If you’re looking for the perfect portrait lens, maybe you should look at this Sigma 85mm f/1.4 lens. It’s part of their Art series, known for its sharpness and excellent build quality. I use this lens for weddings, portraits, and taking pictures of Mr. White, the kitten.
If you want to know why this hefty piece of glass is always attached to my camera, read the rest of my review. Then you’ll know if the Sigma 85mm f/1.4 Art is something you want to invest in.
Sigma 85mm f/1.4 DG HSM Art Overview and Specifications
|Focal Length Range
Focal Length Range
Introduced in 2016, the Sigma 85mm f/1.4 DG HSM Art is a redesigned and upgraded version of the EX 85mm from 2010. If you have a compact camera and are looking for a portrait lens, you’re in luck! Sigma released a version for mirrorless cameras in early 2020.
The Sigma Art line was designed for artists who value unbeatable expressive performance over compactness and multifunction. As expected, the Sigma Art series offers premium image quality with a maximum aperture of f/1.4. This feature delivers distinct sharp and crisp photographs in darker venues.
Sigma has promised photographers unparalleled image quality with this lens. But, does it deliver?
Who Is the Sigma 85mm f/1.4 DG HSM Art For?
The Sigma 85mm f/1.4 DG HSM Art is designed with professional and intermediate photographers in mind.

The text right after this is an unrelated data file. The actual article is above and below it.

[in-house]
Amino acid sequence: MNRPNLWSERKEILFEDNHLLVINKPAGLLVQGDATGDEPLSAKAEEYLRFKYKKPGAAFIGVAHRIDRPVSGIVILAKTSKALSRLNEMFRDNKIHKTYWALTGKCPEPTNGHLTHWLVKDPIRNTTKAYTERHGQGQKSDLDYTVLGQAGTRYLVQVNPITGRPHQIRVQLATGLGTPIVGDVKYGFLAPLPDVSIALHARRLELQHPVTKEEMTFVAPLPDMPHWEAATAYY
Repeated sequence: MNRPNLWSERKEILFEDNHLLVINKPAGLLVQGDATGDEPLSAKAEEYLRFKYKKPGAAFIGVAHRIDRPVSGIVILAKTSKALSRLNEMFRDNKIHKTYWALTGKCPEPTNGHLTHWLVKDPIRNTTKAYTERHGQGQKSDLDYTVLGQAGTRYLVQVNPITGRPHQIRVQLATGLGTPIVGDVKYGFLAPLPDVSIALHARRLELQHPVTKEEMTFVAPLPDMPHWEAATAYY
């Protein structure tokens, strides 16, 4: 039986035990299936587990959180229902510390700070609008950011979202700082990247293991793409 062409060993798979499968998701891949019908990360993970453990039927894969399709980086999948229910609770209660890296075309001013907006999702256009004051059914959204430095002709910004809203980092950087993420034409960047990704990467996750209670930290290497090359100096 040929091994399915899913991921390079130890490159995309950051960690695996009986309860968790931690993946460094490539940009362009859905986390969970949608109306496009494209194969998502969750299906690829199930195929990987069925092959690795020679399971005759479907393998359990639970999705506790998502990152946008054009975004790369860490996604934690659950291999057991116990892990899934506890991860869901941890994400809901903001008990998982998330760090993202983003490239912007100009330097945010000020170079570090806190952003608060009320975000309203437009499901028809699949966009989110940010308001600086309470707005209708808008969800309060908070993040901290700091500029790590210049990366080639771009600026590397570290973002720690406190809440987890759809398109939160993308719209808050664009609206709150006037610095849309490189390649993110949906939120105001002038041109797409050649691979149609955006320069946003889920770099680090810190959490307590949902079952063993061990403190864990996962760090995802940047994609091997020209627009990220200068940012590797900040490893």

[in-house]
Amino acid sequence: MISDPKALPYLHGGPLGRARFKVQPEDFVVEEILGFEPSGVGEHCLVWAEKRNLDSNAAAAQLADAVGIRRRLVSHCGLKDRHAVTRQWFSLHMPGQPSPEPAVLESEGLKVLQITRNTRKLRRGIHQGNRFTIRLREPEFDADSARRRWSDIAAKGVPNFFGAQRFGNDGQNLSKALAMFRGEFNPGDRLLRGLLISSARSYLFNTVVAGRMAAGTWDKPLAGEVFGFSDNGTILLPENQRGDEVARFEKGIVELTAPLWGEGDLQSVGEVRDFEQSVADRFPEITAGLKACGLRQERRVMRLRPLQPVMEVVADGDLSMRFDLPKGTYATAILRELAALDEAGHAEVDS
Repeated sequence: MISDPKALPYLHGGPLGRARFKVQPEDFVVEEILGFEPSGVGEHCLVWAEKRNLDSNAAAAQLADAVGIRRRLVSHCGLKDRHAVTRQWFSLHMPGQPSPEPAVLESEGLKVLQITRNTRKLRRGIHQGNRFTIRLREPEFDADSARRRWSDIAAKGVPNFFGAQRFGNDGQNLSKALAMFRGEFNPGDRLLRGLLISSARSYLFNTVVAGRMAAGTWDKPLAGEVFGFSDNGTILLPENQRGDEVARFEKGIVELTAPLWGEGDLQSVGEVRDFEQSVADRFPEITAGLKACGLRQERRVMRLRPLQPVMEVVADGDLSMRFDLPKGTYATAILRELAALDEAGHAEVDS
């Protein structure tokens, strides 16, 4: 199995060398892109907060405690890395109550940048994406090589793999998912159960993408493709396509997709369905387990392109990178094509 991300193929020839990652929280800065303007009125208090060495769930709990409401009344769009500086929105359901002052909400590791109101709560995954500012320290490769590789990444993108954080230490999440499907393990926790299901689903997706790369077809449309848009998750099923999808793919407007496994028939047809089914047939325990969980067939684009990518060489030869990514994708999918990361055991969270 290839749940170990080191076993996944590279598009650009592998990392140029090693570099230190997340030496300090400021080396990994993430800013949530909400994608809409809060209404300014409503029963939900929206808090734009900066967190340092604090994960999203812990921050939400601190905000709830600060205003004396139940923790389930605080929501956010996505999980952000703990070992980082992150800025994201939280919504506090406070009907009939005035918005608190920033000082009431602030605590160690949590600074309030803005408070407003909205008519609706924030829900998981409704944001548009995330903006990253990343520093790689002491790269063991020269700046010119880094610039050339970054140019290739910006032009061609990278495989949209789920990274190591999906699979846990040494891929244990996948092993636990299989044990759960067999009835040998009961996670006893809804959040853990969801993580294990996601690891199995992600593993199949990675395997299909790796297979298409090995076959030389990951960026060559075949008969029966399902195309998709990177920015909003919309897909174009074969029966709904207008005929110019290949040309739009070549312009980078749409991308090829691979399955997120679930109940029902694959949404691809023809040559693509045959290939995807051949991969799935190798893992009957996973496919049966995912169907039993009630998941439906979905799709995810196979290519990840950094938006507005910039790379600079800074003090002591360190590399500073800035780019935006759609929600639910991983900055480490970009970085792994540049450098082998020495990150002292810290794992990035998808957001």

It’s perfect if you are looking for the dreamy bokeh effect on your portrait shots. It takes the cake for impeccably sharp wedding images. Especially ones shot in dark venues where artificial light disturbs the moment’s natural intimacy. For these distinct occasions, this lens is perfect for you.
However, I wouldn’t recommend it for those beginning their photography journey.
I believe that a beginner photographer benefits from a lighter and more versatile lens. A possible alternative for an enthusiast would be the nifty fifty. It’s easy to use and gives the most flexible range of focal lengths you use most often. Good examples include the 50mm f/1.8, as seen in Canon EF 50mm f/1.8 STM or a Nikon 50mm f/1.8D.
So let’s see what this award-winning lens can offer for the price!
Mount and Compatibility
The beauty of third-party manufacturers is that they can provide lenses for all the different brands. The Sigma 85mm f/1.4 DG HSM Art was specifically designed for full frame DSLRs. As a result, it is compatible with a variety of mounts like the Canon EF models (like the EOS 6D, EOS 90D, and EOS 5D), Nikon F models (like the D750, D6, and D850), the Sony E, and Leica L.
A great feature is that this lens is also eligible for Sigma’s mount conversion service. So you don’t have to sell your lens if you’re thinking about changing systems.Additionally, it is compatible with the Mount Converter MC-11. This combination lets the photographer use the Sigma EF-mount lenses on Sony E-mount mirrorless camera bodies. You can get full lens performance, including autofocus, auto-exposure, and in-camera correction technology.